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and deportment of the children of the rich. Not a smile, not a laugh, escapes their rosy lips, and their beautiful features remain placid and immovable, like dolls' faces or lifeless images; slovenly they walk along, led by the grasping hand of a parent or tutor for fear they might be attracted into the circle of playing children formed from the ranks of the poor. Having been confined in the nurseries and petty schoolrooms of the parental home, they have not learned to participate to the fullest extent in the frolic gambols, to join in the merry juvenile ditties and rhymes, to whirl around in the ring formed by many joyous children, to dress in grotesque mummery; and being deprived of these and similar enjoyments, they betray their reticence, they show looks of amazement and often of envy when they see other children indulging in rapturous joy derived from various juvenile sports and games which the free and unconstrained association amongst children is sure to invent and carry out with one common consent and enjoyment.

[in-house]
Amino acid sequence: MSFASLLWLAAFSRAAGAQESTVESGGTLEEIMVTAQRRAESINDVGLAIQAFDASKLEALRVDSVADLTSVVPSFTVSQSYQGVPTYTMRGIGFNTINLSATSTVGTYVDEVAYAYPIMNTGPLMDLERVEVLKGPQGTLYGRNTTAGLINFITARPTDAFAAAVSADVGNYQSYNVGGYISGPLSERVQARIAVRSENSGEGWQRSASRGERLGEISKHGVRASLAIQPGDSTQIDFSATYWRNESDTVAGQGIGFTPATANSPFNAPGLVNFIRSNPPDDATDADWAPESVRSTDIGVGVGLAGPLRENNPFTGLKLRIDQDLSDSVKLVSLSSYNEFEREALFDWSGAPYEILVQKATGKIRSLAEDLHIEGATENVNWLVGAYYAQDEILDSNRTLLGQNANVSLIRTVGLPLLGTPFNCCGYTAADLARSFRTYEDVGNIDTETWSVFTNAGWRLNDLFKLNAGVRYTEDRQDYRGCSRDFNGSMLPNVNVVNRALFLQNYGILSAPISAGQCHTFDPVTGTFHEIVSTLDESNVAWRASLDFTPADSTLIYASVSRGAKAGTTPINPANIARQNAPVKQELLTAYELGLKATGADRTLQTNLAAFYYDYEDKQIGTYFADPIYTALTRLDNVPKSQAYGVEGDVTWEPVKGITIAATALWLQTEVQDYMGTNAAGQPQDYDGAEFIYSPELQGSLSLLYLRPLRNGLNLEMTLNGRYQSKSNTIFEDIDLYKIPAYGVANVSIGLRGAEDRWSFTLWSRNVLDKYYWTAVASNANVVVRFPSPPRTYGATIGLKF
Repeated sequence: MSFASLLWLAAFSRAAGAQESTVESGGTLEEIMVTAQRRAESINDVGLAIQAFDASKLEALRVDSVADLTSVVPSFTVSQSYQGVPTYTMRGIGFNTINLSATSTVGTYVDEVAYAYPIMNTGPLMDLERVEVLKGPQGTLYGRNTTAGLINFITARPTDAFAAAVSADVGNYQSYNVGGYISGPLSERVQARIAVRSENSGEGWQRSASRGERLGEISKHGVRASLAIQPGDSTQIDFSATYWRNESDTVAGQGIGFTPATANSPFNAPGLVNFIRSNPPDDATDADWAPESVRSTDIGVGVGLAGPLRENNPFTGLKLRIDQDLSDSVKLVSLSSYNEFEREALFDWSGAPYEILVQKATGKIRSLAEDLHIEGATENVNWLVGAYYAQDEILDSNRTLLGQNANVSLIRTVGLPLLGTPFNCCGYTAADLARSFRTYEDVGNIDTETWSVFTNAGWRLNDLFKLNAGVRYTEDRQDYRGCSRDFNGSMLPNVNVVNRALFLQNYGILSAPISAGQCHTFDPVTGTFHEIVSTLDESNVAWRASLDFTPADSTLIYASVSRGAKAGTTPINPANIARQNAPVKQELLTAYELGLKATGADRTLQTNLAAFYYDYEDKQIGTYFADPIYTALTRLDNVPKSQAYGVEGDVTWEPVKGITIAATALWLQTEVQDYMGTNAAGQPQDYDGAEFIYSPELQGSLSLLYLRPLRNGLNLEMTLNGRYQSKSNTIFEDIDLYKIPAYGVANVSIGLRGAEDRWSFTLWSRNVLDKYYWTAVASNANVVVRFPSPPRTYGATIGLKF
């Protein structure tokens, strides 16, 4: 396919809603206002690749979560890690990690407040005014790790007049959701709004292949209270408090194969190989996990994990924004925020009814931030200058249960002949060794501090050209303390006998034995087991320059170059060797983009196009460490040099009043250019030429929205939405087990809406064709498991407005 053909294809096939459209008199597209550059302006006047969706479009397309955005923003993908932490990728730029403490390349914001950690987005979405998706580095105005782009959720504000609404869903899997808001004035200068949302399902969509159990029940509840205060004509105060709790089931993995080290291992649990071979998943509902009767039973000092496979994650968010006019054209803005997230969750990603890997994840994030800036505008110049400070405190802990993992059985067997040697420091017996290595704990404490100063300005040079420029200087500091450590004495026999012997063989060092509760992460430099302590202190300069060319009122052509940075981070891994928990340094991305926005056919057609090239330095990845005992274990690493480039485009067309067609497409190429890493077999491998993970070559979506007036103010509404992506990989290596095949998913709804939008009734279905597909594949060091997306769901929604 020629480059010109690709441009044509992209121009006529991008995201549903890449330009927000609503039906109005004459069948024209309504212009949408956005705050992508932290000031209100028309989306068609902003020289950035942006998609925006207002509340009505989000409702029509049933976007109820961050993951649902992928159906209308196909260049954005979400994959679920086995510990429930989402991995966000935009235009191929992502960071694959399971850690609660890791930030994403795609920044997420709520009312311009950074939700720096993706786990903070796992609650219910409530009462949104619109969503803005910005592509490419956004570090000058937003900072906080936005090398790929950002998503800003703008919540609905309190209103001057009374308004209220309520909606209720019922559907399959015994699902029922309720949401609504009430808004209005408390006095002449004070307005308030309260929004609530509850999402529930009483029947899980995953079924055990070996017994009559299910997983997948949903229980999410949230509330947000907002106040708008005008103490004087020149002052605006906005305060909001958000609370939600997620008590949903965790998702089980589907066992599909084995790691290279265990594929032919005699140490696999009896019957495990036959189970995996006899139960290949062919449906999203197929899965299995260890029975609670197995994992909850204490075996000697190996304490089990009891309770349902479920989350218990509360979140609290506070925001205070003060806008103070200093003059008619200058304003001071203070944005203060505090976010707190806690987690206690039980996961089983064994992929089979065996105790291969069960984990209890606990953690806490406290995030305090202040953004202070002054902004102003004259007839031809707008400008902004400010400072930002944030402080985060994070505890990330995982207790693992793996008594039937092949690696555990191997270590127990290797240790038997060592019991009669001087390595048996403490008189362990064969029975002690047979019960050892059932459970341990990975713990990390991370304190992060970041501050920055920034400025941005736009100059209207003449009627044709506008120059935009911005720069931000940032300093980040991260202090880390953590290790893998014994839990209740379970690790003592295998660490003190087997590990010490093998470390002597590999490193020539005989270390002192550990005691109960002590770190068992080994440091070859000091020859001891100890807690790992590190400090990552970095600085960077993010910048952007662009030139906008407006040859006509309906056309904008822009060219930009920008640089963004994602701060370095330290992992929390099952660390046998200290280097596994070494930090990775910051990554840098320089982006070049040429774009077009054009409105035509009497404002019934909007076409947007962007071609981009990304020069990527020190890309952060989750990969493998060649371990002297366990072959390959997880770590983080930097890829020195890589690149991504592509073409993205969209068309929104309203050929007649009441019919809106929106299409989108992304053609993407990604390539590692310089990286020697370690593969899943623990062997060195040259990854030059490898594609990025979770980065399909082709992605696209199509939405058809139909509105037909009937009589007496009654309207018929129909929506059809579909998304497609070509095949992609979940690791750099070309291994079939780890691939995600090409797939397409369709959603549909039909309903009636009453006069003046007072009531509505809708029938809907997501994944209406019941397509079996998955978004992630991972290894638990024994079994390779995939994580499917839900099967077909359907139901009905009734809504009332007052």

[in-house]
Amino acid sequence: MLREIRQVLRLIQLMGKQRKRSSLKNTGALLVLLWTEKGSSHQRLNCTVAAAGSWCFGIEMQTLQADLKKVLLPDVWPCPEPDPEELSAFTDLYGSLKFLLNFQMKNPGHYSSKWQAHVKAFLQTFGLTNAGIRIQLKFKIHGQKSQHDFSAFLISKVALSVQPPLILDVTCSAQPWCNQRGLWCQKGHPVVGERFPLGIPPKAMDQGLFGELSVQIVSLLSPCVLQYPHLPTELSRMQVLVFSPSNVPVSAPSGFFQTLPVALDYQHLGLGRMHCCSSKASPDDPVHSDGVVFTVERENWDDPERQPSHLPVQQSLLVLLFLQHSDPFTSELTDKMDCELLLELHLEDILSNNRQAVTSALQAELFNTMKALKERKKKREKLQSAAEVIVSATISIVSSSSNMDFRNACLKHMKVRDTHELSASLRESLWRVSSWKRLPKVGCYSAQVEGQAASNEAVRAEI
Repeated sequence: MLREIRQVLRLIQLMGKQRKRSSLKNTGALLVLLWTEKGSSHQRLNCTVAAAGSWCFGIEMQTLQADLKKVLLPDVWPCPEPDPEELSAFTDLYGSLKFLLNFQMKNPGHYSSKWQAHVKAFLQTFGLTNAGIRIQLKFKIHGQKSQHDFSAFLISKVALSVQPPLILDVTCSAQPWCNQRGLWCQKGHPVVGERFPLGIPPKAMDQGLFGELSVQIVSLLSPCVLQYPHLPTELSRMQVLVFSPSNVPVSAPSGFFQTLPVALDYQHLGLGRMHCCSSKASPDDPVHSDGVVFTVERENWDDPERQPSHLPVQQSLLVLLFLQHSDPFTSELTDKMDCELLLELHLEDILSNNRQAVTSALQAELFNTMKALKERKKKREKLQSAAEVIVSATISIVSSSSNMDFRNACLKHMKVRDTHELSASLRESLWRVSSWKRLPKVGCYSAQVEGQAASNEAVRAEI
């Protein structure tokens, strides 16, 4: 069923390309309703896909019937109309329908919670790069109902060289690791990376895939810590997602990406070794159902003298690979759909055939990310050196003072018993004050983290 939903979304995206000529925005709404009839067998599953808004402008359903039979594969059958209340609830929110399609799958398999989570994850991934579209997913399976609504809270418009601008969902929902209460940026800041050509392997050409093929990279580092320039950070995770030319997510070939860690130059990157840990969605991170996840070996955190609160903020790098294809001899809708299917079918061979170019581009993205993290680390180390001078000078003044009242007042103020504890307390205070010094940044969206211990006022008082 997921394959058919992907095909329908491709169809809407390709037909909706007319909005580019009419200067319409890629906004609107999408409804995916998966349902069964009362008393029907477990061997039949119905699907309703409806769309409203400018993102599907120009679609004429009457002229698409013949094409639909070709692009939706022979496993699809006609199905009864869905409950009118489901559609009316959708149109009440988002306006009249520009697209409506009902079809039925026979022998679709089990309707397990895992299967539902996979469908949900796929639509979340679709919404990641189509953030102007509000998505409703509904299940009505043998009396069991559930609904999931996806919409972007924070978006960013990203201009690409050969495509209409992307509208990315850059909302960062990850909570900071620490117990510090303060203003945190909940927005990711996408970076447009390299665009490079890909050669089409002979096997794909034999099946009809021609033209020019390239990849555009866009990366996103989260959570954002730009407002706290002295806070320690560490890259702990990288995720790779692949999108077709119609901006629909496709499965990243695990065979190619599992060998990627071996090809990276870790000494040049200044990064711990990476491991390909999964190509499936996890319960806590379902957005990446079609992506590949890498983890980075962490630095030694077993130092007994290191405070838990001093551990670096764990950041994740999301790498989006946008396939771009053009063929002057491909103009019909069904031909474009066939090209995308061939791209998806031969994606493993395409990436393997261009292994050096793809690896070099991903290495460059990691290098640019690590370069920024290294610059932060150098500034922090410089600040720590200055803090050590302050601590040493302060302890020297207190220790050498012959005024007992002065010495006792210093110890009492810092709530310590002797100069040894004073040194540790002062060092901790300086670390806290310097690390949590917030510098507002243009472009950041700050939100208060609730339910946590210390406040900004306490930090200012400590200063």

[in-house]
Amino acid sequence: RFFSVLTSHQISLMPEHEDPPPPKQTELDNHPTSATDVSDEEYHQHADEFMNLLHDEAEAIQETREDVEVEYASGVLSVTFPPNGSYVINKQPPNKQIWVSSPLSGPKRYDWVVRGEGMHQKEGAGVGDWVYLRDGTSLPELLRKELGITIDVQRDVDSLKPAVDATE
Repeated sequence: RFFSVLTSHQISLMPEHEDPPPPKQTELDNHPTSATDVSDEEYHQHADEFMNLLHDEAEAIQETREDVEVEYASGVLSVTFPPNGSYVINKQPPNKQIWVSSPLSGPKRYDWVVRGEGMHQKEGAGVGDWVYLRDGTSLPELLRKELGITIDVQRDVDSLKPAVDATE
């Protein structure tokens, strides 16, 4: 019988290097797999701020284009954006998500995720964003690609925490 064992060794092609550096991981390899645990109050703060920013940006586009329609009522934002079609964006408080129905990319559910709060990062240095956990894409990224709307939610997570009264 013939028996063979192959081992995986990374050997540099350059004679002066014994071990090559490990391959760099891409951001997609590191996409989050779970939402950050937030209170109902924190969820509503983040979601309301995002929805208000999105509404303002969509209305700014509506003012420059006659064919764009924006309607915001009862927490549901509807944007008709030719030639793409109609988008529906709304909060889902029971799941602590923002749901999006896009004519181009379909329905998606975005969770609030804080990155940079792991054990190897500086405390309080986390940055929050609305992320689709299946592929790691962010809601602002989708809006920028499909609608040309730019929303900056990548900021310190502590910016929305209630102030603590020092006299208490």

Who amongst all those who have attained a mature age does not recollect the great pleasures of companionship, when a child, amongst children, schoolfellows, and playmates, and, when a youth, amongst those of the same age?